Not long after the 2016 elections, Kirk Siegler—a reporter on NPR’s national desk— traveled from his home in Los Angeles to Orofino, Idaho, a city with a declining logging industry and a population of about 3,000. A timber mill had closed, the second to shut down in six months, and Siegler went to talk with Trump voters about their hopes for the local economy.
Siegler, who used to work in public radio here in Colorado, now covers America’s “urban-rural divide,” which, his NPR bio notes, explores “the intersection between urban and rural life, culture, and politics.” The beat is a relatively new one for NPR. I caught up with him over the phone for a piece at Columbia Journalism Review’s United States Project to talk about what it’s like covering this urban-rural divide in America.
An excerpt from the piece:
Some people would like to see NPR defunded. Does that raise any issues for you in your work?
It for sure comes up, and when it does I’m happy to do the standard line— give them some statistics about who’s listening, how balanced our coverage is. In this landscape people have already made up their minds about a lot of things. But, that said, a lot of people continue to talk, even though they may think we’re liberal or conservative or whatnot. Oftentimes in small towns, the NPR member station is the only news station on the radio. There are some commercial FM stations that do news breaks and play country music or classic rock and air their local high school basketball games, but for the most part we’re on the air. We’re still a very primary news source in a lot of areas. Eastern Oregon is a great example of that. There has been a big investment over the years to connecting rural America with NPR. When you go out to many of these places, there we are.
You can find the rest of my Q-and-A with Siegler here. I hope you enjoy it and share it widely.
A blogger for The Gazette’s new ColoradoPolitics.com site testified in court this week
Last week I wrote about a media s#!itstorm brewing in the Springs and said I hoped to have more on that front. This week, Dan Njegomir, a writer for The Gazette’s new state politics blog— and a subject of that s#!itstorm— testified in a campaign finance court hearing in downtown Denver. I wrote about it as part of a 3,500-word deep dive for The Colorado Independent into Colorado’s unique system of private party enforcement of campaign finance compliance, nonprofit law, and political free speech.
So why was a writer for ColoradoPolitics.com testifying in a dark money campaign finance case? Because— and this came out in testimony— not long before joining ColoradoPolitics.com he did work for a conservative political nonprofit called Colorado Pioneer Action run by former GOP Congressman Bob Beauprez. The nonprofit is the subject of a campaign finance complaint filed by Matt Arnold of Campaign Integrity Watchdog that accuses the nonprofit of improperly getting involved in elections. Arnold asked Njegomir about his level of disclosure at ColoradoPolitics.com while writing about certain politicians or groups given his recent previous work. My coverage of Njegomir’s testimony is here. Megan Schrader, a columnist at The Denver Post, wrote about how she thought the case “touches on questions of journalistic integrity.”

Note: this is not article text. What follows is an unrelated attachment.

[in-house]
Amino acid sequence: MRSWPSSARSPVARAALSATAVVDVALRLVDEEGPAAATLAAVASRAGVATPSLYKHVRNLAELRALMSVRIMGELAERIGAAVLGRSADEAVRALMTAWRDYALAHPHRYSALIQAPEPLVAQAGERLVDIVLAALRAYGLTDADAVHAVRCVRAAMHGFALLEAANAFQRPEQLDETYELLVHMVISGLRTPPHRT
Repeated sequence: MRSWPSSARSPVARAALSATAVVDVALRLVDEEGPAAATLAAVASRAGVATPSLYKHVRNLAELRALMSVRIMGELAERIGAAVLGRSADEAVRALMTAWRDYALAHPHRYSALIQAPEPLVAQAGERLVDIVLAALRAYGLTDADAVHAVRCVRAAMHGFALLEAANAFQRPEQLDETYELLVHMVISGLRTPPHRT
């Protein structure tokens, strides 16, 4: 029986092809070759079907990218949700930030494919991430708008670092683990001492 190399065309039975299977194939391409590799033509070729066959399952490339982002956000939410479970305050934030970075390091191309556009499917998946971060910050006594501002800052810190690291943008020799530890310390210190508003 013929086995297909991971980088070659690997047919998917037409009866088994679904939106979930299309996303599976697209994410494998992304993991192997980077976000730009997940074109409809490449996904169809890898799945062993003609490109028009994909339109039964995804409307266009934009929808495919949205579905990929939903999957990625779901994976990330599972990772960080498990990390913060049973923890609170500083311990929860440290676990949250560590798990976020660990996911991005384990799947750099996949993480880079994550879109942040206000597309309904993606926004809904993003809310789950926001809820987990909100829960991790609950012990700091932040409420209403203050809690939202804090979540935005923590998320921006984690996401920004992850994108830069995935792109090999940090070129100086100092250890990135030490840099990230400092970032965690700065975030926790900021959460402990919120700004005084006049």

From her column in the Post:
In an interesting display of questionable ethics, both the Gazette editorial board and Njegomir wrote negative pieces about Arnold in the months leading up to the administrative law court case last week. Neither disclosed their connection to an entity Arnold was suing. At least not until a separate media outlet disclosed that the nonprofit paid Njegomir for his services. And even then, using the word “disclosure” in this context hardly fits. Instead, Njegomir wrote an odd blog post about the fact he had been subpoenaed by Arnold in the case and blamed Arnold of engaging in “plain-old payback.”
Njegomir, who was a newspaper reporter, became an editorial page editor, later worked in politics, and is now a blogger for the ColoradoPolitics.com site, says he didn’t previously disclose his involvement with the political nonprofit because he didn’t yet know Arnold was suing it. He only found out when he got a subpoena. I’m not sure that’s the biggest issue anyway. What came out in his testimony was that he had done work for a political nonprofit about at least one lawmaker, Gordon Klingenschmitt, about whom he had written for ColoradoPolitics.com without mentioning the work he did on him for Colorado Pioneer Action. Asked if there might be other people about whom he has written— or might write about in the future— in Colorado politics who might also wonder if he has done political work on them, Njegomir told me, “I can only give you my word, I will disclose where it is germane.” He says he wasn’t thinking of his work for Pioneer when he was writing about K-schmitty for ColoradoPolitics.com. Wasn’t that germane? “Sure,” he said.
While the traditional bedrocks of journalistic ethics are still important, Njegomir said, he thinks journalism is changing, media is more democratized and people might care less about what bloggers like him did in the past than they do about the information he’s providing them now and how his previous background might inform it. “There’s more to disclose, yes,” he told me about coming back to “the monastery” after working in politics. “But the flipside of it is I know more. … Where it’s germane and if I’m aware of it, I will disclose. … I worked a whole lot of years out there. I cannot tell you all the gigs I did. I do not remember them.”